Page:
“We didn’t wonder where the magic came from, or why it worked. We never asked ourselves, Is this ours to take? We were three damp ducklings, green as leaves, believing with all our crooked hearts that we were the ones writing this story,” (Albert 97).

Right now in the suburbs, seventeen-year-old Ivy’s summer begins with a naked woman in the middle of the road in the middle of the night, a grounding for her own irresponsibility, and increasingly strange things and dead rabbits that appear as the night with the strange woman passes and Ivy begins to understand something she’s always suspected: her mother has been hiding something. Back then, in the city, the summer Dana Nowak turns sixteen she and her best friend meet a third, strange girl as the three discover their own supernatural powers. They learn and share their magic, amazed by their own power until one of the three’s ambitions grows darker, leading to dire consequences. Ivy and Dana’s stories converge as the dark forces around them rise, begging the question of whether either of them can escape it. Continue reading

After getting a call from her estranged, dying mother to come home Vera Crowder does, because that’s what a good daughter would do. But home means the Crowder House, the house her father built, and though Vera felt much comfort there growing up it has it’s own bodies buried there, literally. Because Vera is the daughter of Francis Crowder, a notorious serial killer, and with that kind of heritage Vera is no stranger to the animosity she gets from strangers and the people in her old hometown. But all isn’t right at the Crowder House, for one her mother Daphne is much sicker than Vera believed, and James Duvall, an artist, is living in the shed. James sees himself as a medium through his artwork and insists that there is something in the house, possibly the spirit of her long dead father. And when Vera starts finding notes in her father’s handwriting, she can’t help but wonder where they’ve come from. Dealing with her own complicated feelings for her father as more strange things occur in the Crowder House, Vera will have to face them whether she wants to or not. Continue reading

“I am lonely, of course. I’m so lonely I could make a map of my loneliness,” (Mellors 126).

A few hours before midnight on New Year’s Eve, twenty-four-year-old British painter Cleo meets forty-five-year-old advertising CEO Frank and there is an instant connection. Frank is enchanted by Cleo’s beauty and artistic nature while Cleo is impressed by Frank’s success. Before either of them know it they’re married, changing both of their lives and those of their loved ones in ways neither of them could have predicted. Continue reading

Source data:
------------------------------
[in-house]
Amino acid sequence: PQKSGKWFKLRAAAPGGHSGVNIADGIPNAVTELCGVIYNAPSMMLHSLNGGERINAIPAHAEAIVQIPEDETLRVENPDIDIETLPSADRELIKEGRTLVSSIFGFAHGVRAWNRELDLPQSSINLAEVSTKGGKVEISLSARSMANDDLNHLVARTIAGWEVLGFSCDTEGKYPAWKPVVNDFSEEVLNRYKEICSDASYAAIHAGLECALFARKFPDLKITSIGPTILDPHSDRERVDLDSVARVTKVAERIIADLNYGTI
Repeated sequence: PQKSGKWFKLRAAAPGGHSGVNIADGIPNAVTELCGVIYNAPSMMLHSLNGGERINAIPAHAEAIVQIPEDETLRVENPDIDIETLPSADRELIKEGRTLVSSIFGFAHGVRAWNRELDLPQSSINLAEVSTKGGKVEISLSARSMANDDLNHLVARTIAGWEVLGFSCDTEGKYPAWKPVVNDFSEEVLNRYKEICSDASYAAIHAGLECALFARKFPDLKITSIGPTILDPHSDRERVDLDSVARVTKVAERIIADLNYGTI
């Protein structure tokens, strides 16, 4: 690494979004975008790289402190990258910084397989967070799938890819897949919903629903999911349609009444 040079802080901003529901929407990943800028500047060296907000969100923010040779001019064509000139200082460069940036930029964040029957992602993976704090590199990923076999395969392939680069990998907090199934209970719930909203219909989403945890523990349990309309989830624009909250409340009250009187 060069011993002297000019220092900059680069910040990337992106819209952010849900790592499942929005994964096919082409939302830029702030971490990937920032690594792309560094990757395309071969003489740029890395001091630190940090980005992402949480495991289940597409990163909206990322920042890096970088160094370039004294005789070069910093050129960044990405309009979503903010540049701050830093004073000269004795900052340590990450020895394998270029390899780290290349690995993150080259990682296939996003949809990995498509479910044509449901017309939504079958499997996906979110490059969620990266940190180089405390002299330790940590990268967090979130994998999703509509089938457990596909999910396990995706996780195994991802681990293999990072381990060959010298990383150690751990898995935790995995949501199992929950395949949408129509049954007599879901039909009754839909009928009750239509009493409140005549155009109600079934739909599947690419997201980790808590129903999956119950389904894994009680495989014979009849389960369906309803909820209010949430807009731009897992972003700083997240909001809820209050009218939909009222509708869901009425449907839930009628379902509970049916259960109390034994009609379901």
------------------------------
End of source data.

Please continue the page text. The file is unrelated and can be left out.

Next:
I received this book from The Next Best Book Club in exchange for an honest review.

“I had a kinky sex dream about Alex Trebek. It wasn’t all bad, but then again, I can remember only snippets of it. Running my fingers through his gray hair. I answered him, “What is the meaning of life?” And he declared me the winner,” (Jensen 13 “Final Jeopardy”).

Usually when I review short story collections I like to rate every story and give a mini-review for each of them. But since many of the stories in K.B. Jensen’s collection are flash fiction pieces, I didn’t want to spoil what some of the shorter stories are about. That’s the beauty of flash fiction, they’re brief but memorable!

Love and Other Monsters in the Dark certainly has it’s memorable tales with stories that cover a variety of genres. We have a few contemporary stories, some horror, science fiction, even a zombie story but what connects them all is monsters. Serial killers, ghosts, abusive boyfriends, neglectful husbands, Jensen shows the many different types of monsters that exist in fiction and in our own lives. Continue reading

“The dead don’t walk,” (Kingfisher 113).

Retired soldier Alex Easton has received a letter from their childhood friend Madeline Usher saying that she is dying. Alex heads to the imposing old house of Usher and finds horrid smelling mushrooms on the grounds, strange hares that disturb the people around the land, and an oddly glowing lake. Once reuniting with their childhood friends, Alex finds the Usher siblings are worse off than they expected: Madeline sleepwalks and speaks in an odd voice at night and Roderick startles at the smallest of sounds. Things are not right in the house of Usher, but with the help of a British mycologist, an American doctor, and an army friend Alex may be able to figure out what is happening. Continue reading